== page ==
2Q GDP Unchanged (someone please explain how)
Today, we see 2Q GDP revisions came in unchanged from the original 3.3%.
Question: We know what aspects get measured, and what they were upon the initial and revised release. Let's compare :
· U.S. exports rose by 10.7%, instead of the earlier reported 13.2% increase. (Source: Department of Commerce.
· 2Q Corporate profits (after taxes) rose 5.3% to $975 billion -- a smaller gain than the previously reported 6.9% rise. (DoC).
· Businesses inventories fell by $1.7 billion -- far less than the originally expected inventories raise of by $2.6 billion. (DoC).
· "Personal consumption was somewhat stronger due to higher spending on utilities, like electricity." (WSJ)
All these factors imply that GDP slowed significantly more than originally expected. Yet its unchanged, according to the Department of Commerce.
So by what accounting sleight of hand can inflation go up more than expected, while profits, exports, and business inventories go up less than expected?
Inflation. Remember, GDP tries to measure actual output, not price increases. The secret must be buried somewhere in the inflation data. If prices edged higher in the quarter than originally believed -- while data from exports, inventories and profits came in below prior expectations -- how can GDP remain unchanged?
I suspect its in one of the PCE price gauges -- I'm tracking someone down in the Commerce Department to see if that also excludes food and energy in this measure.
If so, that would explain the steady GDP data in the face of all these other negative factors . . .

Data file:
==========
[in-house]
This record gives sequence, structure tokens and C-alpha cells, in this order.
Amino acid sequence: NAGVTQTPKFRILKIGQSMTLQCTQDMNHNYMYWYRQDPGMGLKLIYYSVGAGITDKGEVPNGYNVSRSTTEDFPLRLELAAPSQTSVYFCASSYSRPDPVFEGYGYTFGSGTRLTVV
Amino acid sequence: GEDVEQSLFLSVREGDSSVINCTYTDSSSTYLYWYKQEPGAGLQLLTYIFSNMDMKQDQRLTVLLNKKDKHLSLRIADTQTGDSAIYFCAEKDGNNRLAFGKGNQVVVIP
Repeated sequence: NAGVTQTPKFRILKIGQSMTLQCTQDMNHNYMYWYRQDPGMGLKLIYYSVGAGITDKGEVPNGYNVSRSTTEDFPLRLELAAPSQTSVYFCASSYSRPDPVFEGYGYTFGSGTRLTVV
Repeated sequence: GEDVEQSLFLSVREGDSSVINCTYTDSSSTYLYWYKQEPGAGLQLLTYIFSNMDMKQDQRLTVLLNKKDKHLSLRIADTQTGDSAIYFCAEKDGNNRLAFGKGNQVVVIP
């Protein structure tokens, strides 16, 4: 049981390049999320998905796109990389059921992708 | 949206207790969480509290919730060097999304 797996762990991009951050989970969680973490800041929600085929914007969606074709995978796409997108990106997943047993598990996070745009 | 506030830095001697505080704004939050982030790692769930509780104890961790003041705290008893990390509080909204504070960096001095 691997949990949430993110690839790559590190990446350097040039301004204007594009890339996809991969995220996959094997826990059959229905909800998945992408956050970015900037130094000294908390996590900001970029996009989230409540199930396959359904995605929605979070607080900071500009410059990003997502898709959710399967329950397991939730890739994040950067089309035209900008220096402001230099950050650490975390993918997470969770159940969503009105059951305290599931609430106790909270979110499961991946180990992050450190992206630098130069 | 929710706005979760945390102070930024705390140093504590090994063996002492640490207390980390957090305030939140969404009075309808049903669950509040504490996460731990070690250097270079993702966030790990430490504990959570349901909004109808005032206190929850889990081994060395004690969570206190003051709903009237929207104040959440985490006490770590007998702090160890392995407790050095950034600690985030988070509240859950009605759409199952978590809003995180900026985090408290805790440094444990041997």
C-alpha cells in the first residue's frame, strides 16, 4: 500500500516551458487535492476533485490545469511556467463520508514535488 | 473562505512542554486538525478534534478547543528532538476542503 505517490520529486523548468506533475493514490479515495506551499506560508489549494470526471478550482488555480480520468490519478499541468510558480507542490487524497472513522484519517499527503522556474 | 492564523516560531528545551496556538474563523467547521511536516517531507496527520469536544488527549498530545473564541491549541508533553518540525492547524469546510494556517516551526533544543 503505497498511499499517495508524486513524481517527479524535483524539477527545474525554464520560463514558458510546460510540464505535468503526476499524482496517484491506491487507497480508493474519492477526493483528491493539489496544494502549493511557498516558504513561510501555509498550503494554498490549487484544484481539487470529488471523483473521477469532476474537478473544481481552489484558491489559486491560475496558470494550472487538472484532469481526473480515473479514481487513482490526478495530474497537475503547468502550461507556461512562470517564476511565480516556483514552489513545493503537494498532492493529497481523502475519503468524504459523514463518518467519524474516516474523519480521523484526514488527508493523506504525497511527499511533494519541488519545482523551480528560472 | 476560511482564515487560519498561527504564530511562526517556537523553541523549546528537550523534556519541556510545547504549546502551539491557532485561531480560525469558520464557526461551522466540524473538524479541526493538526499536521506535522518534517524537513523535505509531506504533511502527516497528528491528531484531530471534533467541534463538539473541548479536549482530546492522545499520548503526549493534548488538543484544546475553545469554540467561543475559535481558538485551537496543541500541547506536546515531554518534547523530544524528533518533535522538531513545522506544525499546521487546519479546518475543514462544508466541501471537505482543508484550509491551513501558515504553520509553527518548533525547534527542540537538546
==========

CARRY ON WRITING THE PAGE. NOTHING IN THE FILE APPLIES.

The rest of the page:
UPDATE I: September 29, 2005 10:29 am
Commerce tells me that GDP is not calculated ex-food and energy. Further, each individual component has its own price deflator.
Again, the emphasis is on measuring output, not price.
This requires more digging . . .
UPDATE II: September 30, 2005 6:29 am
I contacted John Williams of Shadow Government Statistics, He notes that "The small increase in the deflator was matched almost by a small upward revision to the nominal numbers. The lack of real growth change was a function of rounding and an artifact of the way the real numbers are put together. Real GDP components haven't totaled to the aggregate numbers in years, hence the "residual" factor. Try dividing the nominal GDP by the published deflator and you don't come within $5 billion of the real number."
GDP Growth in 2nd Quarter Is Unrevised at 3.3%
By JEFF BATER and ELIZABETH PRICE
DOW JONES NEWSWIRES, September 29, 2005 8:42 a.m.
News Release: Gross Domestic Product and Corporate Profit http://www.bea.gov/bea/newsrelarchive/2005/gdp205f.htm
“Final” Estimates of GDP
THURSDAY, September 29, 2005
GDP GREW 3.3 PERCENT IN SECOND QUARTER; PROFITS ROSE
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There is a PCE price index ex food and energy, which I've read the Fed follows with interest, but real PCE is deflated by a 'total' PCE price index. It's perhaps worth noting that for the cooling season (since June 1 or thereabouts), portions of the upper Midwest have had roughly twice the cooling degree days as last year. That may explain both the specific citation of electric utility expenditures in the WSJ and, as it affects late Q2 (as well as Q3), the relatively late-arriving information. I suppose the start of GM's fire sale could have affected the tail end of Q2 PCE as well, though I have no idea how long it would take to get that info in the GDP estimate.
Posted by: Tom Bozzo | Sep 29, 2005 10:24:05 AM
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